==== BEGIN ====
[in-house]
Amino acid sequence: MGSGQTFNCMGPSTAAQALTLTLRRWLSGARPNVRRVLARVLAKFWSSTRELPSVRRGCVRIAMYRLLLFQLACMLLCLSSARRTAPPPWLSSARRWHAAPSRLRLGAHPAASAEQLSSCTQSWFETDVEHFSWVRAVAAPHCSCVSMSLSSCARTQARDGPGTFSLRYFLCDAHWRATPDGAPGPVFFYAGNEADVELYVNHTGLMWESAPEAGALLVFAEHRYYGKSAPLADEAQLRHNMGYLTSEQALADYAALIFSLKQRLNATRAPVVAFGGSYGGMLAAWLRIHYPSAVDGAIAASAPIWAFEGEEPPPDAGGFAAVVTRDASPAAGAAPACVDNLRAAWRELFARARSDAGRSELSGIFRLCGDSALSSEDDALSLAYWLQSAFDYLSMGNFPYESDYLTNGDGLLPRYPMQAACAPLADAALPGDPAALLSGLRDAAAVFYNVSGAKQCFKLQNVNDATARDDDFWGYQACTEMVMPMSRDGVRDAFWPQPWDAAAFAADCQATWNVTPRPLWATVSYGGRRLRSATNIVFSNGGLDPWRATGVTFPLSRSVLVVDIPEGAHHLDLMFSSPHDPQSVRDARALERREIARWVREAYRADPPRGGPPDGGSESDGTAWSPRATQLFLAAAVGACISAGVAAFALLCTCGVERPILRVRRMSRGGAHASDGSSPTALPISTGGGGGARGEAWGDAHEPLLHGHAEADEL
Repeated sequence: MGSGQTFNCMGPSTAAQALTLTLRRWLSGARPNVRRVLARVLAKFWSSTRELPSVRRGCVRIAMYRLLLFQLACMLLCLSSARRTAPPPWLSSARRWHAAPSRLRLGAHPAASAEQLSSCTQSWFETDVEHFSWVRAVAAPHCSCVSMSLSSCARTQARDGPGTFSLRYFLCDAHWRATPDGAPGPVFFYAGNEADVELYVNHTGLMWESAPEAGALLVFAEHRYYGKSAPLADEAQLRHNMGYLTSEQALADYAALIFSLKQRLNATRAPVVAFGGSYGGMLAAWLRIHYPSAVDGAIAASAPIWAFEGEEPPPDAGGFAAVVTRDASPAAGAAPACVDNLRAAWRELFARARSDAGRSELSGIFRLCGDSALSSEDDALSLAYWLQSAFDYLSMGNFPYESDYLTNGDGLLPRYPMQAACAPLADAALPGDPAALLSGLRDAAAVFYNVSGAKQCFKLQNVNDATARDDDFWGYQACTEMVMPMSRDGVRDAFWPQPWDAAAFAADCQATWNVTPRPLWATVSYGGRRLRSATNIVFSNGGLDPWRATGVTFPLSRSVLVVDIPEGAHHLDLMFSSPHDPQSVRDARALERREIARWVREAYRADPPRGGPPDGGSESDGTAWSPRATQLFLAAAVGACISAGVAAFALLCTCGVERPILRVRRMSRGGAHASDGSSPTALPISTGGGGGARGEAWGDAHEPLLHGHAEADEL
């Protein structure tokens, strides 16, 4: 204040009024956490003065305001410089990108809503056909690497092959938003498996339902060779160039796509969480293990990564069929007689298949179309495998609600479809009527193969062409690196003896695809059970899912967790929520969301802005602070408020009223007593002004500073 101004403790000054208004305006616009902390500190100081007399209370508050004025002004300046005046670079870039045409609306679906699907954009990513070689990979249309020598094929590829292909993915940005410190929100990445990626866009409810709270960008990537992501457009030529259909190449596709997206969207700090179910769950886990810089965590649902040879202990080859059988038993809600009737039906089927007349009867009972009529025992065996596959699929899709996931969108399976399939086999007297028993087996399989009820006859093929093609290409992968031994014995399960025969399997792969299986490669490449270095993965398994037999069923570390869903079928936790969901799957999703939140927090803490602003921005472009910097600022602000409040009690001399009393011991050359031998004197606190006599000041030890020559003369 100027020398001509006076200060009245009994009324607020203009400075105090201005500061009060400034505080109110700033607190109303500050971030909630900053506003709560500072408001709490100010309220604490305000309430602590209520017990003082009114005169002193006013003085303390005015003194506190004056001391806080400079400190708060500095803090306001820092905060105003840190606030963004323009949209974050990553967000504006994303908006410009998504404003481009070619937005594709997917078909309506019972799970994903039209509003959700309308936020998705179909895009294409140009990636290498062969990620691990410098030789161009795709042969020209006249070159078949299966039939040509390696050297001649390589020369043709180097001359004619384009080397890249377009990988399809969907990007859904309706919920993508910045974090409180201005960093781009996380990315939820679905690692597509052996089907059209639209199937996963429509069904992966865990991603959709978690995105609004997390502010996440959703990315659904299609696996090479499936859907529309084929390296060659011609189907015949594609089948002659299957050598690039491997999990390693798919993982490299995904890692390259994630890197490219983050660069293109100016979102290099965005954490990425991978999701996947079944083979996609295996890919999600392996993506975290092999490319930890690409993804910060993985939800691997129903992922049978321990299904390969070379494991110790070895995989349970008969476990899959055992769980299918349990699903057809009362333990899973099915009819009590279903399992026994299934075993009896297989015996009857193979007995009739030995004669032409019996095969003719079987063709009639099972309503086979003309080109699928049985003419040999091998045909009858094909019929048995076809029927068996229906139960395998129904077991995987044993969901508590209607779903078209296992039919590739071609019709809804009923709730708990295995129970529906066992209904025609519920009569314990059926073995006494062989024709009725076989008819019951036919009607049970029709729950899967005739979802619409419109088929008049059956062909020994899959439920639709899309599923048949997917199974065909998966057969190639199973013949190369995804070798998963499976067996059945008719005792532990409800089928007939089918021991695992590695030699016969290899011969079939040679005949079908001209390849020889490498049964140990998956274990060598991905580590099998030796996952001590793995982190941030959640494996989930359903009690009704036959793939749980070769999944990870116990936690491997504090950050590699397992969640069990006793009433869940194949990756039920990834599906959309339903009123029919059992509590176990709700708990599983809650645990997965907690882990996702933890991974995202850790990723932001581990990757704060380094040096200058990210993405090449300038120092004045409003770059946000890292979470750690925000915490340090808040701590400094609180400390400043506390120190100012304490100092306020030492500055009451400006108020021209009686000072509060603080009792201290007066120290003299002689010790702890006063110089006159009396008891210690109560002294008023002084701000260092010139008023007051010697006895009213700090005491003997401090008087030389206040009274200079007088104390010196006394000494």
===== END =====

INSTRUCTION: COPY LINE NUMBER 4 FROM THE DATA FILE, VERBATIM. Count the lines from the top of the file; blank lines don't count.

């Protein structure tokens, strides 16, 4: 204040009024956490003065305001410089990108809503056909690497092959938003498996339902060779160039796509969480293990990564069929007689298949179309495998609600479809009527193969062409690196003896695809059970899912967790929520969301802005602070408020009223007593002004500073 101004403790000054208004305006616009902390500190100081007399209370508050004025002004300046005046670079870039045409609306679906699907954009990513070689990979249309020598094929590829292909993915940005410190929100990445990626866009409810709270960008990537992501457009030529259909190449596709997206969207700090179910769950886990810089965590649902040879202990080859059988038993809600009737039906089927007349009867009972009529025992065996596959699929899709996931969108399976399939086999007297028993087996399989009820006859093929093609290409992968031994014995399960025969399997792969299986490669490449270095993965398994037999069923570390869903079928936790969901799957999703939140927090803490602003921005472009910097600022602000409040009690001399009393011991050359031998004197606190006599000041030890020559003369 100027020398001509006076200060009245009994009324607020203009400075105090201005500061009060400034505080109110700033607190109303500050971030909630900053506003709560500072408001709490100010309220604490305000309430602590209520017990003082009114005169002193006013003085303390005015003194506190004056001391806080400079400190708060500095803090306001820092905060105003840190606030963004323009949209974050990553967000504006994303908006410009998504404003481009070619937005594709997917078909309506019972799970994903039209509003959700309308936020998705179909895009294409140009990636290498062969990620691990410098030789161009795709042969020209006249070159078949299966039939040509390696050297001649390589020369043709180097001359004619384009080397890249377009990988399809969907990007859904309706919920993508910045974090409180201005960093781009996380990315939820679905690692597509052996089907059209639209199937996963429509069904992966865990991603959709978690995105609004997390502010996440959703990315659904299609696996090479499936859907529309084929390296060659011609189907015949594609089948002659299957050598690039491997999990390693798919993982490299995904890692390259994630890197490219983050660069293109100016979102290099965005954490990425991978999701996947079944083979996609295996890919999600392996993506975290092999490319930890690409993804910060993985939800691997129903992922049978321990299904390969070379494991110790070895995989349970008969476990899959055992769980299918349990699903057809009362333990899973099915009819009590279903399992026994299934075993009896297989015996009857193979007995009739030995004669032409019996095969003719079987063709009639099972309503086979003309080109699928049985003419040999091998045909009858094909019929048995076809029927068996229906139960395998129904077991995987044993969901508590209607779903078209296992039919590739071609019709809804009923709730708990295995129970529906066992209904025609519920009569314990059926073995006494062989024709009725076989008819019951036919009607049970029709729950899967005739979802619409419109088929008049059956062909020994899959439920639709899309599923048949997917199974065909998966057969190639199973013949190369995804070798998963499976067996059945008719005792532990409800089928007939089918021991695992590695030699016969290899011969079939040679005949079908001209390849020889490498049964140990998956274990060598991905580590099998030796996952001590793995982190941030959640494996989930359903009690009704036959793939749980070769999944990870116990936690491997504090950050590699397992969640069990006793009433869940194949990756039920990834599906959309339903009123029919059992509590176990709700708990599983809650645990997965907690882990996702933890991974995202850790990723932001581990990757704060380094040096200058990210993405090449300038120092004045409003770059946000890292979470750690925000915490340090808040701590400094609180400390400043506390120190100012304490100092306020030492500055009451400006108020021209009686000072509060603080009792201290007066120290003299002689010790702890006063110089006159009396008891210690109560002294008023002084701000260092010139008023007051010697006895009213700090005491003997401090008087030389206040009274200079007088104390010196006394000494």